• In Europe alone it is estimated that 200 million citizens suffer from disabling foot and ankle problems.
• Foot and ankle problems impact negatively on health related quality of life. They have major cost implications on health systems across Europe and although precise figures are unavailable, the burden is high and growing.
• A-FOOTPRINT aims to make a significant impact to EU health strategy as the project and its goals map directly to the themes of:
o ‘Fostering good health in an ageing Europe’ and ‘dynamic health systems and new technologies’
o The priority areas related to: ‘lifestyle risk- obesity’ in terms of providing effective preventative and rehabilitation interventions.
o Contributing to 2008-2013 vision for Medical Technologies in Health by promoting research and market development consideration towards competitiveness and knowledge transfer, and innovation when developing personalised orthotics.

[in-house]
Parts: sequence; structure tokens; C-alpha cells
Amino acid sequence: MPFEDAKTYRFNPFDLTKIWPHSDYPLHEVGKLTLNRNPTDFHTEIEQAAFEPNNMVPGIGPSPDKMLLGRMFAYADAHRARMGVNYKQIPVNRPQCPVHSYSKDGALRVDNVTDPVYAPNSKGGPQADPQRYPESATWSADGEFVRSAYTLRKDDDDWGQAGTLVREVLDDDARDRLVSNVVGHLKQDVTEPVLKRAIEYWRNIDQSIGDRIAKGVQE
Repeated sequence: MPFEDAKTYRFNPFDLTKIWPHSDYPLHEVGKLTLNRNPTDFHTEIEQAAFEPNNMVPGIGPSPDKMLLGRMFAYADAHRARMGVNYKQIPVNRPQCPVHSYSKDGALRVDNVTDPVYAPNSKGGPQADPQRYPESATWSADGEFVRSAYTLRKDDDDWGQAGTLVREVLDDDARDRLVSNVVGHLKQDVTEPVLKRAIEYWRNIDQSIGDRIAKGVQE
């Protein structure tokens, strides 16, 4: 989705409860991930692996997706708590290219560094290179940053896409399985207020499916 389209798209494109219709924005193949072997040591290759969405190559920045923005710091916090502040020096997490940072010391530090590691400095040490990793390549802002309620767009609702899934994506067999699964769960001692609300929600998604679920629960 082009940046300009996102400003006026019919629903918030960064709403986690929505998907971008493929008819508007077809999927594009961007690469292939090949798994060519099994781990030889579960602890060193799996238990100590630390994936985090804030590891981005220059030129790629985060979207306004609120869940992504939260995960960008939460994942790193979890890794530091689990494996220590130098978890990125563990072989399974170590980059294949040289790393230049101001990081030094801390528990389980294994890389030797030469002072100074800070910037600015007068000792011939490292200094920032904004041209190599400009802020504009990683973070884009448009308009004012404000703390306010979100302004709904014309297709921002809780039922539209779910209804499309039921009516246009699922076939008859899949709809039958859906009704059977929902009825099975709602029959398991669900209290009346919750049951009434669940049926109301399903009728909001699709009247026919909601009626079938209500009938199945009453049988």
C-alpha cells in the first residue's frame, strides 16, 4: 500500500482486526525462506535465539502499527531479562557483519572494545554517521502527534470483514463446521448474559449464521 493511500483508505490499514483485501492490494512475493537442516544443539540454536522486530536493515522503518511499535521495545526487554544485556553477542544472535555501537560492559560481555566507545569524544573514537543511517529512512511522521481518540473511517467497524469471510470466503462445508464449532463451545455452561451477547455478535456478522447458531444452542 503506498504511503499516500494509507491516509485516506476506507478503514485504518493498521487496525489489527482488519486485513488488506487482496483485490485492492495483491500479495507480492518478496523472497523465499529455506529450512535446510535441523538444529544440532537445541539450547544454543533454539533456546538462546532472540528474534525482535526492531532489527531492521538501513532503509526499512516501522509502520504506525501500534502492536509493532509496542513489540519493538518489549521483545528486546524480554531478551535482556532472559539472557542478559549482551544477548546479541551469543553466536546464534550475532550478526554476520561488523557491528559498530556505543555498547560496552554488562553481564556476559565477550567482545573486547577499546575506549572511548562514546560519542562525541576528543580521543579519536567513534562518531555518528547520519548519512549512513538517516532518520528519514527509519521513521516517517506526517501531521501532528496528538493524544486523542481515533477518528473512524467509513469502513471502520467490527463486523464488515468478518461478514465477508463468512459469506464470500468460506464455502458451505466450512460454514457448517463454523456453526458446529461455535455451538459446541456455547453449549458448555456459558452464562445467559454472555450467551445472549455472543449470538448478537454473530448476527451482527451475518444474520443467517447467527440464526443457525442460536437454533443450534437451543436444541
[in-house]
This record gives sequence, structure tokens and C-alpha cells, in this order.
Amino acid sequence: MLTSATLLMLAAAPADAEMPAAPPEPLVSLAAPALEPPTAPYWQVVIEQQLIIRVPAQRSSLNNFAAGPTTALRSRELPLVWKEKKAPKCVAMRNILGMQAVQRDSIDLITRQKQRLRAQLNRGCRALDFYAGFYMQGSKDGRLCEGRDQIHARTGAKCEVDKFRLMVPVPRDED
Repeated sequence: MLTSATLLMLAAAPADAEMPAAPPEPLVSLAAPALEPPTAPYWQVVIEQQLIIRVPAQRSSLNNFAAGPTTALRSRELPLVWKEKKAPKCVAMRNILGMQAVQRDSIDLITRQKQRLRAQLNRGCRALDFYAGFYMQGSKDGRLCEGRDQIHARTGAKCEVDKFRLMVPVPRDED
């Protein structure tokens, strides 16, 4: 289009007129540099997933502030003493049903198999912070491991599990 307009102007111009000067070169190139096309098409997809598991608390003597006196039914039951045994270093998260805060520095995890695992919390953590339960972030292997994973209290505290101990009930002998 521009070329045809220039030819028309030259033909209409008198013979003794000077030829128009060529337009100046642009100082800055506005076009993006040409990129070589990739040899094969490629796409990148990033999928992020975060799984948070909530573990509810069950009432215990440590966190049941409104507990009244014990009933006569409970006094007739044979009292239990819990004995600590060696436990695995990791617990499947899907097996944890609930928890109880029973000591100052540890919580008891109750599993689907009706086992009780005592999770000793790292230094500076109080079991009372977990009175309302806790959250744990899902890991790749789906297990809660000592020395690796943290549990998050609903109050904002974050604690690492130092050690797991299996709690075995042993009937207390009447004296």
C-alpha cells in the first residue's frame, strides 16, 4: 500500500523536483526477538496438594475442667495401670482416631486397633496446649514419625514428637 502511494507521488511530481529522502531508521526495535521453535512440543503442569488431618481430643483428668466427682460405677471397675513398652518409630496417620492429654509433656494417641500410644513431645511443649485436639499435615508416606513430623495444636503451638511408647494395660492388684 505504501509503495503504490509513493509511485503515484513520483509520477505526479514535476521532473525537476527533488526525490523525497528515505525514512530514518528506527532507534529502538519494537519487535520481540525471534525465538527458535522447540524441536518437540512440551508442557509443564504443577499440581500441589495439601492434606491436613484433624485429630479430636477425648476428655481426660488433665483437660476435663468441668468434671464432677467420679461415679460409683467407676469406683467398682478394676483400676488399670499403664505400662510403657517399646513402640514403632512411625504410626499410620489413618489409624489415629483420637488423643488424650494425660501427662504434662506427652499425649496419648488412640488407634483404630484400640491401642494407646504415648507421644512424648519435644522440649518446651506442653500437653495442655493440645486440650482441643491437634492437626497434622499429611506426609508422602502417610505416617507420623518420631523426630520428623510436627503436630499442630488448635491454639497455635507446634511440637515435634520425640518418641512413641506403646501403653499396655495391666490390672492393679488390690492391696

• A-FOOTPRINT is expected to have an important impact at the health level of the EU citizen. The overall process will be adapted to provide devices for most foot and ankle diseases across childhood and adults. Cautious estimates for realistic and achievable targets are:
o 15% reduction in foot related impairment and disability across a range of musculoskeletal and other foot conditions.
o Rapid care within 48 hours (thus surpassing the upper limit of 15 days in the call outline).
o 25% reduction in recovery time based on the improved design characteristics for fit and function as well as novel developments such as embedded sensors for activity monitoring and biofeedback.
o 15% reduction in societal costs based on cost-effectiveness treatment solution, improved recovery times, faster remobilisation and quicker return to work.
• Case study: